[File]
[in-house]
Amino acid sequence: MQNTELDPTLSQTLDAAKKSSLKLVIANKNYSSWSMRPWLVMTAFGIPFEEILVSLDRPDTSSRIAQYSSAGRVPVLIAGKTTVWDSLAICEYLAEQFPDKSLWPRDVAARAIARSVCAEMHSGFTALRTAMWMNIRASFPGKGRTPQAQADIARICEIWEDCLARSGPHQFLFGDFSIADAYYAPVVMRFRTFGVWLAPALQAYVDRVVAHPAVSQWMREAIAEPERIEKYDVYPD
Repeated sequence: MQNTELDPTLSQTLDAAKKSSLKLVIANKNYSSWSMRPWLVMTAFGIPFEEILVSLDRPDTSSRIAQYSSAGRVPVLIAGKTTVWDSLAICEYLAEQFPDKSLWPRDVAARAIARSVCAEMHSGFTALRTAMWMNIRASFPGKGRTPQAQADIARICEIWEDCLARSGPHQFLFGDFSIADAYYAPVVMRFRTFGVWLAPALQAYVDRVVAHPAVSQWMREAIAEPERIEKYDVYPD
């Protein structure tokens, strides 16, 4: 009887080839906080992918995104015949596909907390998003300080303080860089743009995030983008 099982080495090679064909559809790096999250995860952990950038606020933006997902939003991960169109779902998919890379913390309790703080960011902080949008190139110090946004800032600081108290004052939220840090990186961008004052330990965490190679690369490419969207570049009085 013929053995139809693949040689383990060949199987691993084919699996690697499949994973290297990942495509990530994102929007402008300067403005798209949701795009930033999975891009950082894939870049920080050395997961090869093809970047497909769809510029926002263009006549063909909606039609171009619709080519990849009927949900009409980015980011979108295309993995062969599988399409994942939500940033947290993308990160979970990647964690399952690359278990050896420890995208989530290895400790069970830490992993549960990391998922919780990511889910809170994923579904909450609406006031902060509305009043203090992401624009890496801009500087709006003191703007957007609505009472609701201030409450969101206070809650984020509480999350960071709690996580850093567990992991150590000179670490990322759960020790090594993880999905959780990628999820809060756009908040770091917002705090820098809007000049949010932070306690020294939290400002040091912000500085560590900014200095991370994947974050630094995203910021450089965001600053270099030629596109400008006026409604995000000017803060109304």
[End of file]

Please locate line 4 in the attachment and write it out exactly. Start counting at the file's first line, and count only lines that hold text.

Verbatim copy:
């Protein structure tokens, strides 16, 4: 009887080839906080992918995104015949596909907390998003300080303080860089743009995030983008 099982080495090679064909559809790096999250995860952990950038606020933006997902939003991960169109779902998919890379913390309790703080960011902080949008190139110090946004800032600081108290004052939220840090990186961008004052330990965490190679690369490419969207570049009085 013929053995139809693949040689383990060949199987691993084919699996690697499949994973290297990942495509990530994102929007402008300067403005798209949701795009930033999975891009950082894939870049920080050395997961090869093809970047497909769809510029926002263009006549063909909606039609171009619709080519990849009927949900009409980015980011979108295309993995062969599988399409994942939500940033947290993308990160979970990647964690399952690359278990050896420890995208989530290895400790069970830490992993549960990391998922919780990511889910809170994923579904909450609406006031902060509305009043203090992401624009890496801009500087709006003191703007957007609505009472609701201030409450969101206070809650984020509480999350960071709690996580850093567990992991150590000179670490990322759960020790090594993880999905959780990628999820809060756009908040770091917002705090820098809007000049949010932070306690020294939290400002040091912000500085560590900014200095991370994947974050630094995203910021450089965001600053270099030629596109400008006026409604995000000017803060109304």